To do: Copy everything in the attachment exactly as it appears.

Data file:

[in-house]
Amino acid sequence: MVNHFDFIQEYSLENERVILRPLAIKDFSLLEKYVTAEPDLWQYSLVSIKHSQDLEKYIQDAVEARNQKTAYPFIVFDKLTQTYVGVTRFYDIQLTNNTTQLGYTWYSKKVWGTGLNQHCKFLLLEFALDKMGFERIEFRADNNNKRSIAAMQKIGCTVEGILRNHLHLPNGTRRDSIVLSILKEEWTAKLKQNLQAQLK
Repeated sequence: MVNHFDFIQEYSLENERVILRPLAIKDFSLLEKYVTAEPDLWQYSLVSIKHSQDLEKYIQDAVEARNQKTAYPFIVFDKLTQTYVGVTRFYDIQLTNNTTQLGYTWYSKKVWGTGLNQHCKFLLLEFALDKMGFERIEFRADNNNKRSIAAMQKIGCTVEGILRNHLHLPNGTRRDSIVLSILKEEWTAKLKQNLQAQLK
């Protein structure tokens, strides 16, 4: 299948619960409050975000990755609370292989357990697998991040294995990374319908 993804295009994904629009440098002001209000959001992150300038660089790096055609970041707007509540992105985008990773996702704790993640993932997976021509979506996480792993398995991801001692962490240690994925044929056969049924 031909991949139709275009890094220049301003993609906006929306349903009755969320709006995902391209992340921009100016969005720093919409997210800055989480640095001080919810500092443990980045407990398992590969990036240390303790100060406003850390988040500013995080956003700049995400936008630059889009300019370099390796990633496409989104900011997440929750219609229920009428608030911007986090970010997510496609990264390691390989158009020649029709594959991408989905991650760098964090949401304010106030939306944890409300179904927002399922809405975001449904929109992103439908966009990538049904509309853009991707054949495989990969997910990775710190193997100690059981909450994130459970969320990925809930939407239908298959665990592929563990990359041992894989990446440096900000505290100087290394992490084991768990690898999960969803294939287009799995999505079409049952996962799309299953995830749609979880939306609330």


[in-house]
Amino acid sequence: MVNHFDFIQEYSLENERVILRPLAIKDFSLLEKYVTAEPDLWQYSLVSIKHSQDLEKYIQDAVEARNQKTAYPFIVFDKLTQTYVGVTRFYDIQLTNNTTQLGYTWYSKKVWGTGLNQHCKFLLLEFALDKMGFERIEFRADNNNKRSIAAMQKIGCTVEGILRNHLHLPNGTRRDSIVLSILKEEWTAKLKQNLQAQLK
Repeated sequence: MVNHFDFIQEYSLENERVILRPLAIKDFSLLEKYVTAEPDLWQYSLVSIKHSQDLEKYIQDAVEARNQKTAYPFIVFDKLTQTYVGVTRFYDIQLTNNTTQLGYTWYSKKVWGTGLNQHCKFLLLEFALDKMGFERIEFRADNNNKRSIAAMQKIGCTVEGILRNHLHLPNGTRRDSIVLSILKEEWTAKLKQNLQAQLK
């Protein structure tokens, strides 16, 4: 299948619960409050975000990755609370292989357990697998991040294995990374319908 993804295009994904629009440098002001209000959001992150300038660089790096055609970041707007509540992105985008990773996702704790993640993932997976021509979506996480792993398995991801001692962490240690994925044929056969049924 031909991949139709275009890094220049301003993609906006929306349903009755969320709006995902391209992340921009100016969005720093919409997210800055989480640095001080919810500092443990980045407990398992590969990036240390303790100060406003850390988040500013995080956003700049995400936008630059889009300019370099390796990633496409989104900011997440929750219609229920009428608030911007986090970010997510496609990264390691390989158009020649029709594959991408989905991650760098964090949401304010106030939306944890409300179904927002399922809405975001449904929109992103439908966009990538049904509309853009991707054949495989990969997910990775710190193997100690059981909450994130459970969320990925809930939407239908298959665990592929563990990359041992894989990446440096900000505290100087290394992490084991768990690898999960969803294939287009799995999505079409049952996962799309299953995830749609979880939306609330």